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F1 Is Over

Posts tagged Neon Lights

F1 Is Over. Now, What?

25 September 2016, Singapore


To be honest, we’re happy to see the back of F1. Inconvenient road diversions, changes in bus routes and too much, “Oh, look at me; I have a ticket to The Podium Lounge.”

Of course, it was great for some. And we’re happy for them.

But, F1 or no, this is Singapore and there’s plenty to keep us adequately occupied until the madness of Christmas hits, which will be too soon.

This is our quick list of good stuff.

1. POWER RECORDS: ON UNTIL 31 OCTOBER, KULT GALLERY (FREE ADMISSION)

Every so often, an exhibition comes around to remind us of the passion that some curators put into their work. According to assistant curator Tulika Ahuja, she and the team engaged some 20 artists to express their thoughts on the intersection of art and music. The artists were at liberty to choose their medium and messaging. All artwork as well as collectibles such as zines, vinyls - and the most awesome Sesame Street turntable in the universe - are for sale.

Here’s a more detailed description of one that we particularly liked.

Work Title: Head Cut (Juju by Siouxsie and the Banshees, 1981)
By: Qi Xuan
Year of Completion: 2016
Medium: Polymer clay

“Oh severed head
I'll feed your head with bread
And paint your lips bright red
I'll keep it fresh on ice
It will look very nice

Can I take it with me
Back to flat with me”

- Siouxsie and the Banshees

Qi Xuan: “Head Cut is an artwork inspired by the album Juju by the 80s rock band Siouxsie and the Banshees. It is made for the Kult's Power Records show, which features artworks inspired by music from the 80s. To capture the dark, ominous mood of Juju, my artwork has both haunting and dreamy elements. The gumball machine elicits memories of childhood and wonder, while the severed sleeping heads paint a layer of violence and vulnerability.

People either love or hate my work. It is funny because each time I post my works on my social media account, I lose and gain a fair number of followers. I do not find my works morbid at all, but there are people who told me they are disturbed by them. I have never wanted my works to have a shock value because I find that vulgar and sometimes it gets in the way of the meaning behind the work. I strive for something quieter and more poetic and, sometimes, people do get it.”

“Head Cut” is for sale at $1,800.

For more information: https://www.facebook.com/events/161540750919270/

2. DEEPAVALI: 29 OCTOBER (FREE PASS TO CELEBRATE)

This is a Hindu festival that is also known as the “Festival of Lights”.  It is characterised by splashes of colour, the lighting of oil lamps and very good food. Little India is an obvious place to visit to soak it all in, where the shops and streets are decorated with all things Deepavali – peacocks, oil lamps and voluminous jasmine garlands. If you can wrangle a house or temple visit with a friend, do it; the atmosphere - and meaning - is magnified to the nth.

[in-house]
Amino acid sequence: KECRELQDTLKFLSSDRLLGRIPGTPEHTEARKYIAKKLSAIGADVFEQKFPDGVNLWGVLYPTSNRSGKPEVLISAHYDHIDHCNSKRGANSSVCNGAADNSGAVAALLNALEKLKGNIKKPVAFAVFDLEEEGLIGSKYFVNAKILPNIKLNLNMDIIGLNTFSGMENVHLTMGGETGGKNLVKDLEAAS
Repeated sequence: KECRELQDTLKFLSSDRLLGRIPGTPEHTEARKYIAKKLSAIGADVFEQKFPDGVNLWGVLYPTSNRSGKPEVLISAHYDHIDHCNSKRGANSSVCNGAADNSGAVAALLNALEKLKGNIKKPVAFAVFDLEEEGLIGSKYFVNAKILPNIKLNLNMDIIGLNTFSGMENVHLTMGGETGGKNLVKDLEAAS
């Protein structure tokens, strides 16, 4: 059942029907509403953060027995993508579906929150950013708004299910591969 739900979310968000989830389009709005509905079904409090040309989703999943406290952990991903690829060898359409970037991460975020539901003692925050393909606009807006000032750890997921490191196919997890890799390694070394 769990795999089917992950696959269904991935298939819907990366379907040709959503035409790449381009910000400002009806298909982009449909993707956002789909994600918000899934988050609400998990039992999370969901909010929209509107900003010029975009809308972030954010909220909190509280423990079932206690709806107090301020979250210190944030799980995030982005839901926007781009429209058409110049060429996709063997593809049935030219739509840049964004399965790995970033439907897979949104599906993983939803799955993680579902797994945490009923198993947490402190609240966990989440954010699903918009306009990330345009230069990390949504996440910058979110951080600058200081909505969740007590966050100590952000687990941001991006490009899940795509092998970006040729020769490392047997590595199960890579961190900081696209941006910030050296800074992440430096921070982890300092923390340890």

For more information: Head down to Little India (the North-East and Downtown lines on the MRT). 

3. SINGAPORE WRITERS FESTIVAL: 04 TO 13 NOVEMBER

This year’s edition of the Singapore Writer’s Festival promises to be bigger and better. With more than 300 events spanning two weekends, it feels like it’s approaching the complexity of a trade convention. But, the team at the National Arts Council have always managed to find something for everyone; whether it is performances, a programming belt for children or diverse panels where local and international writers trade insights about everything under the sun, or “sayang”, which is the theme of this year’s festival. “Sayang” is a Malay word that has multiple possibilities of meaning – for example, it could mean love or a bittersweet sense of a lost opportunity. A festival pass gets you access to most of the events, although some signature lectures and workshops require separate tickets.

For more information and tickets: https://www.singaporewritersfestival.com/nacswf/nacswf.html

Image: Singapore Writers Festival Facebook page

4. NEON LIGHTS: 26 AND 27 NOVEMBER, FORT CANNING PARK

It might seem as though Singapore is up to its eyeballs in festivals, but Neon Lights is the only one that presents a great mix of music and the arts. Set in the historic Fort Canning Park, it’s two days of true-blue festival fun – workshops, activities for the kids, food and drink, and wicked music by the likes of Foals, Sigur Ros, Crystal Castles, George Clinton, Yuna and Gentle Bones. Spray on the mosquito repellent and bring your jiggy with you. Gates open at 2pm.

For more information and tickets: www.neonlights.sg

Image: Neon Lights Facebook page

5. ZOUKOUT SINGAPORE: 09 T0 10 DECEMBER, SENTOSA

If you missed the Boracay edition in April, ZoukOut x Summer Sonic in August in Tokyo and don’t reckon you’ll make Hong Kong in October, there’s still December in Singapore to catch the region’s premier dance music festival. Seriously, how many chances does one expect?

We hear it’s really good.

For more information and tickets: http://zoukout.com/2016/

Image: ZoukOut Facebook page

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